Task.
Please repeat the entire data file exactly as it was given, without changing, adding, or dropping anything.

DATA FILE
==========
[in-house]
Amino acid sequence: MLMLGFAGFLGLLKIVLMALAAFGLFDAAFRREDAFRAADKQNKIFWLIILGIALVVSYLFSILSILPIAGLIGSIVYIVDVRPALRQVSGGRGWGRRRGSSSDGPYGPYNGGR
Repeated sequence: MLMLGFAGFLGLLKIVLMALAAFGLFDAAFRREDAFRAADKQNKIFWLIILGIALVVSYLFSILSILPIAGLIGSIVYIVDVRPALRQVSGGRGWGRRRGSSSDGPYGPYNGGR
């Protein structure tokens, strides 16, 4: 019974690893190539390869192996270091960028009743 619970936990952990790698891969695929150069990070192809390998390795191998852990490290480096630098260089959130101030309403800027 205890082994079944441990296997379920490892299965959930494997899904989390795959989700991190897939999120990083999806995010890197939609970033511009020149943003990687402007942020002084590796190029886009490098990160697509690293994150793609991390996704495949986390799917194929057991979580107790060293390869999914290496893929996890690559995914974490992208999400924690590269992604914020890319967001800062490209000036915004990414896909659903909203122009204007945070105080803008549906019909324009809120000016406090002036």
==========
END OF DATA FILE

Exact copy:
[in-house]
Amino acid sequence: MLMLGFAGFLGLLKIVLMALAAFGLFDAAFRREDAFRAADKQNKIFWLIILGIALVVSYLFSILSILPIAGLIGSIVYIVDVRPALRQVSGGRGWGRRRGSSSDGPYGPYNGGR
Repeated sequence: MLMLGFAGFLGLLKIVLMALAAFGLFDAAFRREDAFRAADKQNKIFWLIILGIALVVSYLFSILSILPIAGLIGSIVYIVDVRPALRQVSGGRGWGRRRGSSSDGPYGPYNGGR
């Protein structure tokens, strides 16, 4: 019974690893190539390869192996270091960028009743 619970936990952990790698891969695929150069990070192809390998390795191998852990490290480096630098260089959130101030309403800027 205890082994079944441990296997379920490892299965959930494997899904989390795959989700991190897939999120990083999806995010890197939609970033511009020149943003990687402007942020002084590796190029886009490098990160697509690293994150793609991390996704495949986390799917194929057991979580107790060293390869999914290496893929996890690559995914974490992208999400924690590269992604914020890319967001800062490209000036915004990414896909659903909203122009204007945070105080803008549906019909324009809120000016406090002036």